With the help of Internet marketing companies, list owners can generate anywhere from $2 to $5 per e-mail address in the course of a year, allowing a 100,000-name address file to bring in $200,000 to $500,000 in additional revenues for the Web site owner.


To do this legitimately though, you must first be sure to invite your customers to opt-in to receive offers from your marketing partners. This makes it a true opt-in list for your marketing partners and their products. At the same time, create a prominent link that gives customers a chance to opt out. Your privacy policy should also be updated to specify that users' information may be given to a third party.


Convert prospects. But what if your site is informational or gives away its main product? You can still use your database of opt-in prospects.


A music software company whose Web site mainly attracted users who wanted to download free music products used the opt-in list of music lovers it collected from its site to market digital MP3 players and other related products. The company already knew that this group had an interest in digital music, so it made sense to target them with products they might also want.


A database of prospects is also valuable as a quick and inexpensive way to test a variety of marketing offers. If the prospects do not respond to a 15 percent discount offer posted on your Web site, maybe they will purchase something if you offer a one-time 20 percent discount. Or maybe a 30-day free trial of your service will convert them to customers. By trying a variety of marketing messages, you will be able to zero in on the one that delivers the most conversions. The information you gather could also be applied to other forms of traditional marketing, including direct mail or print advertising.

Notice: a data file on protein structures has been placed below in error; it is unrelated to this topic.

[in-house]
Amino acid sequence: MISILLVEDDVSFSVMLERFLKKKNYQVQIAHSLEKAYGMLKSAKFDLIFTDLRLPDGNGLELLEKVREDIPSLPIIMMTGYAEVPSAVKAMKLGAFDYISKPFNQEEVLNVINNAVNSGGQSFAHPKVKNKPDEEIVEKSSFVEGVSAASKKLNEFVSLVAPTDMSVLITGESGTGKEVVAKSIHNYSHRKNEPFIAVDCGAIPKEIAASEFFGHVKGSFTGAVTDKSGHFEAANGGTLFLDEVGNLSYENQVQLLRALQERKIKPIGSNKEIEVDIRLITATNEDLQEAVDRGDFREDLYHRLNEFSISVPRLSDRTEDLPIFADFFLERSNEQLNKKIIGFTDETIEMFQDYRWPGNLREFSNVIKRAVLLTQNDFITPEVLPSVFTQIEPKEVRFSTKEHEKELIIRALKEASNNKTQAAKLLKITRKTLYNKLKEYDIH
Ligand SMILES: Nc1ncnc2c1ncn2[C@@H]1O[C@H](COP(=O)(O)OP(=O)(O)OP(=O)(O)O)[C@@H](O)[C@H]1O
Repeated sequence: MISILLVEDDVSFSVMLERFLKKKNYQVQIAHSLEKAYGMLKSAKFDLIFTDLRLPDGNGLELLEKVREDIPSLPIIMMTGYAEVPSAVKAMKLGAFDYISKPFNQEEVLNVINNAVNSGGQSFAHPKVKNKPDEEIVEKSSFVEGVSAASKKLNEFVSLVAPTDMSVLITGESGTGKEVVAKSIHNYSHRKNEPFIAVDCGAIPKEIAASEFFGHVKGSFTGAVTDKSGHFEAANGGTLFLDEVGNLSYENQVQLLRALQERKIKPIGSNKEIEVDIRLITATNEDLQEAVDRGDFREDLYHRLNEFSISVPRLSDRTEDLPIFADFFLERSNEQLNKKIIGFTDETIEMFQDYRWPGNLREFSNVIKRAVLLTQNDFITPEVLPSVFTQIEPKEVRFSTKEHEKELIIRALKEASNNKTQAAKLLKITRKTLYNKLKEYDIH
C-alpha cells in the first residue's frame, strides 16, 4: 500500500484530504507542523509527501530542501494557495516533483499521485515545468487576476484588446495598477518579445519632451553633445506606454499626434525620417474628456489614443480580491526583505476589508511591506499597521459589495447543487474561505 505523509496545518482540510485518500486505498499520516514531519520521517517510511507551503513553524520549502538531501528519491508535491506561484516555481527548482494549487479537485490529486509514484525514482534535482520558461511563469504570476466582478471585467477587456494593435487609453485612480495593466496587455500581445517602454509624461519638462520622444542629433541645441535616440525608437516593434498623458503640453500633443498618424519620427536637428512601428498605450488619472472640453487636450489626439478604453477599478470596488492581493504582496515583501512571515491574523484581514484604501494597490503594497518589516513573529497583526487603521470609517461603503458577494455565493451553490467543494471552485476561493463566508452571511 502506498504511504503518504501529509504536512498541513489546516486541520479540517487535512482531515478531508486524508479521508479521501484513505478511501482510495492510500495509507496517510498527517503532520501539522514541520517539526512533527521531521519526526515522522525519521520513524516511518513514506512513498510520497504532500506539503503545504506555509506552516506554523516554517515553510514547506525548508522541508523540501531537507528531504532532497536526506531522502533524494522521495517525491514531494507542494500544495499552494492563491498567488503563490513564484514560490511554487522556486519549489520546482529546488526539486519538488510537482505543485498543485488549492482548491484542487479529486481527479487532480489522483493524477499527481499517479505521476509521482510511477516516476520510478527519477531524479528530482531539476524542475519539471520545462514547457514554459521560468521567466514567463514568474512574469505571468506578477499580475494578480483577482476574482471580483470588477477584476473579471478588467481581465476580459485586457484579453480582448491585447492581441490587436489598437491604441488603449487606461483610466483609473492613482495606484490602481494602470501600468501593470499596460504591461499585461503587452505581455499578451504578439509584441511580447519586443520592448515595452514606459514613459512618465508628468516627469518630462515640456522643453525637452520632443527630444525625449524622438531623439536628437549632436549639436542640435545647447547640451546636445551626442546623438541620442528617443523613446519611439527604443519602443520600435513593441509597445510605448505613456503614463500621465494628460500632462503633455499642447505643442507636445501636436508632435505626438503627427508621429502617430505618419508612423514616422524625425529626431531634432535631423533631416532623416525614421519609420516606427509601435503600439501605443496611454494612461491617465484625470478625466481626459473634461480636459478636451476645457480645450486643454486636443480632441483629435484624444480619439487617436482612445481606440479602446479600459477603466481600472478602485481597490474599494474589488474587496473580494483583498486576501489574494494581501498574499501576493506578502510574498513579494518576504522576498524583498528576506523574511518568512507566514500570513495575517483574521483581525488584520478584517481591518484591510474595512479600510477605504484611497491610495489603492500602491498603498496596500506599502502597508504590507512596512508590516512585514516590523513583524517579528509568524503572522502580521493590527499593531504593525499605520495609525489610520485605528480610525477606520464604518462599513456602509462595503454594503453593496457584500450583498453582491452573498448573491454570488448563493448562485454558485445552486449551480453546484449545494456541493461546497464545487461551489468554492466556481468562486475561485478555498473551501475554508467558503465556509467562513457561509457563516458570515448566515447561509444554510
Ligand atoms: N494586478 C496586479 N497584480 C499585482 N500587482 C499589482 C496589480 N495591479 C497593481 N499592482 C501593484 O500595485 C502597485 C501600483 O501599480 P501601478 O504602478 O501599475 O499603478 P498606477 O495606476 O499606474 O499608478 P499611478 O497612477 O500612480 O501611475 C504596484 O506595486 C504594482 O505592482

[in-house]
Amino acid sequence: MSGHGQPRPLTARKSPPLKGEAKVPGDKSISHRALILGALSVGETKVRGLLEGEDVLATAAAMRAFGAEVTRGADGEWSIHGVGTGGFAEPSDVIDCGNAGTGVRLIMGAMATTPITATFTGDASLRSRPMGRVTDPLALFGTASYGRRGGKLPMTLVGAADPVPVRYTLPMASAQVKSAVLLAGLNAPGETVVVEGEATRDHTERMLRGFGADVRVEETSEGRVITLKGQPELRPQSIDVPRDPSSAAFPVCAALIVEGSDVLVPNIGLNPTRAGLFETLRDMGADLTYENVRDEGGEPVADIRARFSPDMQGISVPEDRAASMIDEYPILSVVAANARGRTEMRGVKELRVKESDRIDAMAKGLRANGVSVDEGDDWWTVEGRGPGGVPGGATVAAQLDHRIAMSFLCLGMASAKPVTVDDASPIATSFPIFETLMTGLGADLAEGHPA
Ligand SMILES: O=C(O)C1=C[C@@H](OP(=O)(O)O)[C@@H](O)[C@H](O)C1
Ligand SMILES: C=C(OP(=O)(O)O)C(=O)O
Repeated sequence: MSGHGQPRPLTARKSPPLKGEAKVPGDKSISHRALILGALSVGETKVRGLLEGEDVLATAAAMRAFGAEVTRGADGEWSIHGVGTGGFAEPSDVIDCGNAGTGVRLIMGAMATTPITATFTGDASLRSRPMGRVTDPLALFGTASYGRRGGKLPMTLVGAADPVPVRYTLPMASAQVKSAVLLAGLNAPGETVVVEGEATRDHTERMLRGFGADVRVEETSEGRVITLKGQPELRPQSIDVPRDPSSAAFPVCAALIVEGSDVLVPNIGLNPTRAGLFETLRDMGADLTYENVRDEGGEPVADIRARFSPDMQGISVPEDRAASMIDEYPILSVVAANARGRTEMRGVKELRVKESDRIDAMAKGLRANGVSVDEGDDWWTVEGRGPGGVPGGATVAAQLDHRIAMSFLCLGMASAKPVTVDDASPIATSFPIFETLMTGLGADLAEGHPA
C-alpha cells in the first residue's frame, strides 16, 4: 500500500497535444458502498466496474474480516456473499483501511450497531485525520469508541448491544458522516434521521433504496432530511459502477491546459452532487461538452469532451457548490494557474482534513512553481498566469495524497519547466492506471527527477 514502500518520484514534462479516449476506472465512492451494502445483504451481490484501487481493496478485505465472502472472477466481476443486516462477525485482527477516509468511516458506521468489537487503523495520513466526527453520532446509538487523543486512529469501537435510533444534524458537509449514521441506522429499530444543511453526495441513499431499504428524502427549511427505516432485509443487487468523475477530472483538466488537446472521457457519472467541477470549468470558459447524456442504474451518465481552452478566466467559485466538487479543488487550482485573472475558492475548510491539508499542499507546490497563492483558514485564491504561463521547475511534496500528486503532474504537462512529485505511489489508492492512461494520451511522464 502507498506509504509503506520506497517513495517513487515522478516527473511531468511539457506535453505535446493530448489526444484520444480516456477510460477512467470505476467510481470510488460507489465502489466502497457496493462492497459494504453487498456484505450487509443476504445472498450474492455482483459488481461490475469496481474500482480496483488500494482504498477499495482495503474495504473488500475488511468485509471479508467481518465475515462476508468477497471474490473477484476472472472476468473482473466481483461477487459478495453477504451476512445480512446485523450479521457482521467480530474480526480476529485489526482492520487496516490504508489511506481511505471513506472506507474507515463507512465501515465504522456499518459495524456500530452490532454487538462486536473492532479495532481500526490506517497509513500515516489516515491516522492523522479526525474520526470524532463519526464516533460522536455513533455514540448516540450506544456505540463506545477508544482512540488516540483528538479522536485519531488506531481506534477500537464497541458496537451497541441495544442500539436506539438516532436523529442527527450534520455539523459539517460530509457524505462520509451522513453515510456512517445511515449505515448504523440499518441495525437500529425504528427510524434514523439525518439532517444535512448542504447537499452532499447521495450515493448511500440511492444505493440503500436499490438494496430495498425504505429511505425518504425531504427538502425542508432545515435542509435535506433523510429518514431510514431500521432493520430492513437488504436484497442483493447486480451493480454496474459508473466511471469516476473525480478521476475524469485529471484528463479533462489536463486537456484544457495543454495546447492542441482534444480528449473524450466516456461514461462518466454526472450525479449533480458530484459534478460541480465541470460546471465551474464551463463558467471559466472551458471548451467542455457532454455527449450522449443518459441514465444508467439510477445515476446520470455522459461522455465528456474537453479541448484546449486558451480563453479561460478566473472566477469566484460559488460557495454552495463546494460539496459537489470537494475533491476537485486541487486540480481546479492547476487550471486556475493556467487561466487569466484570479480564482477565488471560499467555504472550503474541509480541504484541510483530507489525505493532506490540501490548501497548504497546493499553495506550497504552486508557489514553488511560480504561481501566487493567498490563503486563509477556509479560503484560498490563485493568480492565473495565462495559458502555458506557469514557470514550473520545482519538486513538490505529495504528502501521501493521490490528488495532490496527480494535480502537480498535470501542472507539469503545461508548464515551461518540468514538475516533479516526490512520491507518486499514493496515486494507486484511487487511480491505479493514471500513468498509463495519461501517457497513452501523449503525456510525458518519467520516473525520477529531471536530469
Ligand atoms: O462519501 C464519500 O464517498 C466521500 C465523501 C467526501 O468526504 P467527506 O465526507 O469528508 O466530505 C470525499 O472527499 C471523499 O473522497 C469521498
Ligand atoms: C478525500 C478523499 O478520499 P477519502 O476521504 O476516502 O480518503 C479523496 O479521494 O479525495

No customers or prospects? If you do not have a database of customers or prospects and want to do e-mail marketing, you will have to rent lists while you start building your own databases. Begin by setting up a section on your Web site where users can enter information about themselves and request information from your company. This can be optional or a requirement to access anything beyond your site's first few pages and basic services. Some Internet marketers may even provide you with the software to set this up.


If you do start your database from scratch, do it right. Clearly explain what users are opting in to receive. Outline a privacy policy that explains exactly how the information will be used, both now and in the future. This will help you avoid sending e-mail to those who do not want to receive it and assure that you are sending the right e-mail messages to the right targets.


So before you scour other companies' databases for leads, take advantage of the databases you already have. It may be your most valuable means of increasing sales and expanding your customer base.